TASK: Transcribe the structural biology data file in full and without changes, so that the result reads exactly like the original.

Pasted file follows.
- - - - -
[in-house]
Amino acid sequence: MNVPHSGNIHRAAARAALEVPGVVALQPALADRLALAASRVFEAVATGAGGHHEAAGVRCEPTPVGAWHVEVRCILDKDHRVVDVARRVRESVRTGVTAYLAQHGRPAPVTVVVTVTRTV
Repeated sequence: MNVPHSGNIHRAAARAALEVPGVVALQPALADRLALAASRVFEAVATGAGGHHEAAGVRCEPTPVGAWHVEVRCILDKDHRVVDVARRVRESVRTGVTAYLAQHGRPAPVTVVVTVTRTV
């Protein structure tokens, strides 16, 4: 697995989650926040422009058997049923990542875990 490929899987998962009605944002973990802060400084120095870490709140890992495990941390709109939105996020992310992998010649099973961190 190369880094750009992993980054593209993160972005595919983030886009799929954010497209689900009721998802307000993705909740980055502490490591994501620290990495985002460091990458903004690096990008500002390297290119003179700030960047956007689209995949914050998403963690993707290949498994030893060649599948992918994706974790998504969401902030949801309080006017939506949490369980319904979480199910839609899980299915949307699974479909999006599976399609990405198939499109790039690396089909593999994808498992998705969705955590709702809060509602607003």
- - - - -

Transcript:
[in-house]
Amino acid sequence: MNVPHSGNIHRAAARAALEVPGVVALQPALADRLALAASRVFEAVATGAGGHHEAAGVRCEPTPVGAWHVEVRCILDKDHRVVDVARRVRESVRTGVTAYLAQHGRPAPVTVVVTVTRTV
Repeated sequence: MNVPHSGNIHRAAARAALEVPGVVALQPALADRLALAASRVFEAVATGAGGHHEAAGVRCEPTPVGAWHVEVRCILDKDHRVVDVARRVRESVRTGVTAYLAQHGRPAPVTVVVTVTRTV
């Protein structure tokens, strides 16, 4: 697995989650926040422009058997049923990542875990 490929899987998962009605944002973990802060400084120095870490709140890992495990941390709109939105996020992310992998010649099973961190 190369880094750009992993980054593209993160972005595919983030886009799929954010497209689900009721998802307000993705909740980055502490490591994501620290990495985002460091990458903004690096990008500002390297290119003179700030960047956007689209995949914050998403963690993707290949498994030893060649599948992918994706974790998504969401902030949801309080006017939506949490369980319904979480199910839609899980299915949307699974479909999006599976399609990405198939499109790039690396089909593999994808498992998705969705955590709702809060509602607003």